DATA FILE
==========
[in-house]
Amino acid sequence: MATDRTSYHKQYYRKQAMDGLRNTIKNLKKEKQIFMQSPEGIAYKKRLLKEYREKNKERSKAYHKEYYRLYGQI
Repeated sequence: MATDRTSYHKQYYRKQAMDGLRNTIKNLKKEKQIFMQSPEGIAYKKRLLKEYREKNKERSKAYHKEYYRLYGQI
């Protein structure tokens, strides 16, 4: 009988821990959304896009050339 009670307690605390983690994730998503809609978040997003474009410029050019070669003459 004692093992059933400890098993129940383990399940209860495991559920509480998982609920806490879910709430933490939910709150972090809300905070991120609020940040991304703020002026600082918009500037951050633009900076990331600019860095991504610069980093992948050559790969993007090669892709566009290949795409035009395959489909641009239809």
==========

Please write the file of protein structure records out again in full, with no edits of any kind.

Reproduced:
[in-house]
Amino acid sequence: MATDRTSYHKQYYRKQAMDGLRNTIKNLKKEKQIFMQSPEGIAYKKRLLKEYREKNKERSKAYHKEYYRLYGQI
Repeated sequence: MATDRTSYHKQYYRKQAMDGLRNTIKNLKKEKQIFMQSPEGIAYKKRLLKEYREKNKERSKAYHKEYYRLYGQI
């Protein structure tokens, strides 16, 4: 009988821990959304896009050339 009670307690605390983690994730998503809609978040997003474009410029050019070669003459 004692093992059933400890098993129940383990399940209860495991559920509480998982609920806490879910709430933490939910709150972090809300905070991120609020940040991304703020002026600082918009500037951050633009900076990331600019860095991504610069980093992948050559790969993007090669892709566009290949795409035009395959489909641009239809």